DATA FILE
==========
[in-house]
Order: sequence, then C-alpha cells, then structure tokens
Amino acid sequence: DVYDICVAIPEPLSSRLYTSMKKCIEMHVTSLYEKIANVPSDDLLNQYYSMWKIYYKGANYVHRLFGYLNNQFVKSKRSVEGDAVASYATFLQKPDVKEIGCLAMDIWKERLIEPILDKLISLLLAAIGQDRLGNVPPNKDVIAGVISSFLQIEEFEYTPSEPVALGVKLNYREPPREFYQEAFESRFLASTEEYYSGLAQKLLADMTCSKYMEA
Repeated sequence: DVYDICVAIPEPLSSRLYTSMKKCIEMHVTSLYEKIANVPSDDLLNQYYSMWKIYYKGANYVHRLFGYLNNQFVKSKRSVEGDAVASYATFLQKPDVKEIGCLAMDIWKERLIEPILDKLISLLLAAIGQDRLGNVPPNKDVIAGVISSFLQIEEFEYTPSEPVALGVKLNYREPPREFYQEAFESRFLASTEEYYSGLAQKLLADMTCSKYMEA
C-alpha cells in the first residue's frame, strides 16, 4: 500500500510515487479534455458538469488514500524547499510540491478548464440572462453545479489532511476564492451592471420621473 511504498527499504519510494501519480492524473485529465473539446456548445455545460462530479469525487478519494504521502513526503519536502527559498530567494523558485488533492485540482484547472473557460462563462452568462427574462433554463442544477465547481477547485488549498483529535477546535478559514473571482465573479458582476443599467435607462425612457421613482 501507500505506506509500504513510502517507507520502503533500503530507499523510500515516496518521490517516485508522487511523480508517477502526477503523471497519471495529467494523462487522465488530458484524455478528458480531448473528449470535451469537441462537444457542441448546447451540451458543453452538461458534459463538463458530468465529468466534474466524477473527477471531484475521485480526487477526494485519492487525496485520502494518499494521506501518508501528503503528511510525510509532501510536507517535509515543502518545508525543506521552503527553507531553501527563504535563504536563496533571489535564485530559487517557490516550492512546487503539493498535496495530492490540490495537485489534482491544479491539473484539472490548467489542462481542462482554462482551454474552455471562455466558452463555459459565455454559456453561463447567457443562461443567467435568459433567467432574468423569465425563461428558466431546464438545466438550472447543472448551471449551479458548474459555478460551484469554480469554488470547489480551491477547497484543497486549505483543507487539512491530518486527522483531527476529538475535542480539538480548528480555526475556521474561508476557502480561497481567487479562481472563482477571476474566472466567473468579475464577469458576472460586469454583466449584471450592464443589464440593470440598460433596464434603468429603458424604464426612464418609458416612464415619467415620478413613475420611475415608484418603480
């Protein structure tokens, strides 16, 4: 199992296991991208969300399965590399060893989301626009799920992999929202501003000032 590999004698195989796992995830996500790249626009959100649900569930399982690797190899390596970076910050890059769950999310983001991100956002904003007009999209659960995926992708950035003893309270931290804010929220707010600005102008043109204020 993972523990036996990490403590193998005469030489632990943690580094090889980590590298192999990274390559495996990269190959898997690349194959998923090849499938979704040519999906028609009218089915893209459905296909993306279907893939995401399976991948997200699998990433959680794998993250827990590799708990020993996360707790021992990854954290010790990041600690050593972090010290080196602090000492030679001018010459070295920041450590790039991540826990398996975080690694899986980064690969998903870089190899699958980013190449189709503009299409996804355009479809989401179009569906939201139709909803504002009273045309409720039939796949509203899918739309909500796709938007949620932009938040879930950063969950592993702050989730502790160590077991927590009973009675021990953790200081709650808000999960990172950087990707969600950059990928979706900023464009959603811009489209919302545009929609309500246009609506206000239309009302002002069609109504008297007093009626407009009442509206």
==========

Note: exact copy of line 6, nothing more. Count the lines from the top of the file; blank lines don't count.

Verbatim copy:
């Protein structure tokens, strides 16, 4: 199992296991991208969300399965590399060893989301626009799920992999929202501003000032 590999004698195989796992995830996500790249626009959100649900569930399982690797190899390596970076910050890059769950999310983001991100956002904003007009999209659960995926992708950035003893309270931290804010929220707010600005102008043109204020 993972523990036996990490403590193998005469030489632990943690580094090889980590590298192999990274390559495996990269190959898997690349194959998923090849499938979704040519999906028609009218089915893209459905296909993306279907893939995401399976991948997200699998990433959680794998993250827990590799708990020993996360707790021992990854954290010790990041600690050593972090010290080196602090000492030679001018010459070295920041450590790039991540826990398996975080690694899986980064690969998903870089190899699958980013190449189709503009299409996804355009479809989401179009569906939201139709909803504002009273045309409720039939796949509203899918739309909500796709938007949620932009938040879930950063969950592993702050989730502790160590077991927590009973009675021990953790200081709650808000999960990172950087990707969600950059990928979706900023464009959603811009489209919302545009929609309500246009609506206000239309009302002002069609109504008297007093009626407009009442509206």